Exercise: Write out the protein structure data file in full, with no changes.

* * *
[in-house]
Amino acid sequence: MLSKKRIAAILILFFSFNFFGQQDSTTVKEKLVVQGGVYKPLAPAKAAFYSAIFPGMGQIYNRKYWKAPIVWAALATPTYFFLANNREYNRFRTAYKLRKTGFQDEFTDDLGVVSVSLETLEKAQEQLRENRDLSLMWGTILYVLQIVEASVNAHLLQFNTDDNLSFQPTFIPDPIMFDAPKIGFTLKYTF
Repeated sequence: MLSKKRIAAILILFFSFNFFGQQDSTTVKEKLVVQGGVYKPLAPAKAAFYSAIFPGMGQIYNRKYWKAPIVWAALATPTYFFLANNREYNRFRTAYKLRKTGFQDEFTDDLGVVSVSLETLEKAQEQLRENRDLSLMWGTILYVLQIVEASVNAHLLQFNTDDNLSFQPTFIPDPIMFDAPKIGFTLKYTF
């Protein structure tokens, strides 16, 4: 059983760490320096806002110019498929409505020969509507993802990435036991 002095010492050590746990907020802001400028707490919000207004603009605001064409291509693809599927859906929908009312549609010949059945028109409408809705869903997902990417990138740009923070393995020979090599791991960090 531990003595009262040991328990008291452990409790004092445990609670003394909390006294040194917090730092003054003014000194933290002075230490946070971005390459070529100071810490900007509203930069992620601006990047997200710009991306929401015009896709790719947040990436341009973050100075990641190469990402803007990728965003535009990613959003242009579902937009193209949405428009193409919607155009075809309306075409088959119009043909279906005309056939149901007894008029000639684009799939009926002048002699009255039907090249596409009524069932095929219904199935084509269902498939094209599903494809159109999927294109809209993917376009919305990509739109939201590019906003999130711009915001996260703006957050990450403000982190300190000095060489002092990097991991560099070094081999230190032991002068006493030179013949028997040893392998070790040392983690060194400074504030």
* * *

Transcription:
[in-house]
Amino acid sequence: MLSKKRIAAILILFFSFNFFGQQDSTTVKEKLVVQGGVYKPLAPAKAAFYSAIFPGMGQIYNRKYWKAPIVWAALATPTYFFLANNREYNRFRTAYKLRKTGFQDEFTDDLGVVSVSLETLEKAQEQLRENRDLSLMWGTILYVLQIVEASVNAHLLQFNTDDNLSFQPTFIPDPIMFDAPKIGFTLKYTF
Repeated sequence: MLSKKRIAAILILFFSFNFFGQQDSTTVKEKLVVQGGVYKPLAPAKAAFYSAIFPGMGQIYNRKYWKAPIVWAALATPTYFFLANNREYNRFRTAYKLRKTGFQDEFTDDLGVVSVSLETLEKAQEQLRENRDLSLMWGTILYVLQIVEASVNAHLLQFNTDDNLSFQPTFIPDPIMFDAPKIGFTLKYTF
């Protein structure tokens, strides 16, 4: 059983760490320096806002110019498929409505020969509507993802990435036991 002095010492050590746990907020802001400028707490919000207004603009605001064409291509693809599927859906929908009312549609010949059945028109409408809705869903997902990417990138740009923070393995020979090599791991960090 531990003595009262040991328990008291452990409790004092445990609670003394909390006294040194917090730092003054003014000194933290002075230490946070971005390459070529100071810490900007509203930069992620601006990047997200710009991306929401015009896709790719947040990436341009973050100075990641190469990402803007990728965003535009990613959003242009579902937009193209949405428009193409919607155009075809309306075409088959119009043909279906005309056939149901007894008029000639684009799939009926002048002699009255039907090249596409009524069932095929219904199935084509269902498939094209599903494809159109999927294109809209993917376009919305990509739109939201590019906003999130711009915001996260703006957050990450403000982190300190000095060489002092990097991991560099070094081999230190032991002068006493030179013949028997040893392998070790040392983690060194400074504030």